The New York City Department of Environmental Protection (DEP) is proposing a 3.35 percent water rate increase, the lowest hike in nine years.

The “reduction was achieved through internal cost-cutting measures and by redirecting part of the excess rental payment that had been adding to ratepayers’ bills,” according the DEP.

Photo courtesy of DEP

The DEP also said Wednesday that for the first time it is recommending freezing the minimum charge for customers that use fewer than 100 gallons per day. The charge would be $1.27 per day.

“By cutting costs, refinancing higher interest debt, and reducing the rental payment, we are able to deliver the lowest rate increase in nearly a decade, and the 25 percent of single family homeowners who use the least water will not receive any increase at all,” said DEP Commissioner Emily Lloyd.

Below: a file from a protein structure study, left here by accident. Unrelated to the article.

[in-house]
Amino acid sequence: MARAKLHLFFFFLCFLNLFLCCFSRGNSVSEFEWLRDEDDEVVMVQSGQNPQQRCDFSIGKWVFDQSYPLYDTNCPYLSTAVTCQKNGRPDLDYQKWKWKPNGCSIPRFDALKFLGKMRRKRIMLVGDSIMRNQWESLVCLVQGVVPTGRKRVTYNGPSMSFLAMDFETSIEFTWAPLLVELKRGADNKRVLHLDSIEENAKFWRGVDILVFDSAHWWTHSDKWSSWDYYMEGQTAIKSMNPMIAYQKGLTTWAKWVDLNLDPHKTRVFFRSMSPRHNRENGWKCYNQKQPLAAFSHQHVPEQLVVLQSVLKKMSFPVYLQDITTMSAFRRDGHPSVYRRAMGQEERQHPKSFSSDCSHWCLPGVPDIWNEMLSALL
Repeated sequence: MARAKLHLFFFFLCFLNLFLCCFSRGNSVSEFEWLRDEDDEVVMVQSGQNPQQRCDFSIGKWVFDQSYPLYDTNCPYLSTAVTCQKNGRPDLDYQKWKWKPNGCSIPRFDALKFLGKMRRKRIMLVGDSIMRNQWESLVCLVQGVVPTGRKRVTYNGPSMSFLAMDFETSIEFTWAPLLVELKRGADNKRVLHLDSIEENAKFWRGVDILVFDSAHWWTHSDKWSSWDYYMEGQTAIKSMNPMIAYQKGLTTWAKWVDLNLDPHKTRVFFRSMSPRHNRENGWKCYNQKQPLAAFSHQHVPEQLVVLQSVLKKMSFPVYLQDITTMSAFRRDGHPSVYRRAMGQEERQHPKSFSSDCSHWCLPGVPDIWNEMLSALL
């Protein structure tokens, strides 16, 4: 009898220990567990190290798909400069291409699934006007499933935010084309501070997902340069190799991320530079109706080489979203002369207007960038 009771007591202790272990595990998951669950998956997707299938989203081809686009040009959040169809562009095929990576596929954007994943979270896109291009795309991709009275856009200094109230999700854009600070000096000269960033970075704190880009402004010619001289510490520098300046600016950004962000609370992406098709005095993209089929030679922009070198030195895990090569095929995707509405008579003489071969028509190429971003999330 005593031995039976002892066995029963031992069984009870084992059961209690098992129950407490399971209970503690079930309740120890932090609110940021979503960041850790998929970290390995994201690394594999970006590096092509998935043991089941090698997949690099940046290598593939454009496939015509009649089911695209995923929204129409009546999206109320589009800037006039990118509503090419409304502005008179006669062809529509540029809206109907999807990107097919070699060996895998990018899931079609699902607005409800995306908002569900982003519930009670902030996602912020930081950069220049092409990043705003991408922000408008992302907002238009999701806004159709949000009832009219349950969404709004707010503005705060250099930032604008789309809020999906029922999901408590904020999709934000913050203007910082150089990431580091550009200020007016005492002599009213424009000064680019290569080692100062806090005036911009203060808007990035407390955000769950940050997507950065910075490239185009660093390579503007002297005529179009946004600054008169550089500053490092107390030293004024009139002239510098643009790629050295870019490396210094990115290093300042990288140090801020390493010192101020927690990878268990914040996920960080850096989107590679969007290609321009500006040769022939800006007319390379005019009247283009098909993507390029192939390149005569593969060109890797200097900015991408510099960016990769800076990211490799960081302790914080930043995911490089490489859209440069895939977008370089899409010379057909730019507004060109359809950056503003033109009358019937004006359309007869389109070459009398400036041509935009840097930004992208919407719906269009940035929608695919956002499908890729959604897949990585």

For the average customer, the new water rate would mean that a typical single-family homeowner will see an increase from $992 a year to $1,025 a year for water and sewer bills (based on an average consumption of 80,000 gallons of water per year), according to the DEP.

Following the proposal and public hearing, the New York City Water Board is responsible for establishing the rate.

The board has scheduled a public hearing in Queens for Tuesday, May 20 at 7:00 p.m at the Bayswater Jewish Center, 23-55 Healy Ave., Far Rockaway.




Board approves 7 percent water rate hike

| brennison@queenscourier.com

For the 16th consecutive year, New York City residents’ water bill will swell.

The seven-member water board approved a 7 percent hike in water rates at a vote Friday morning.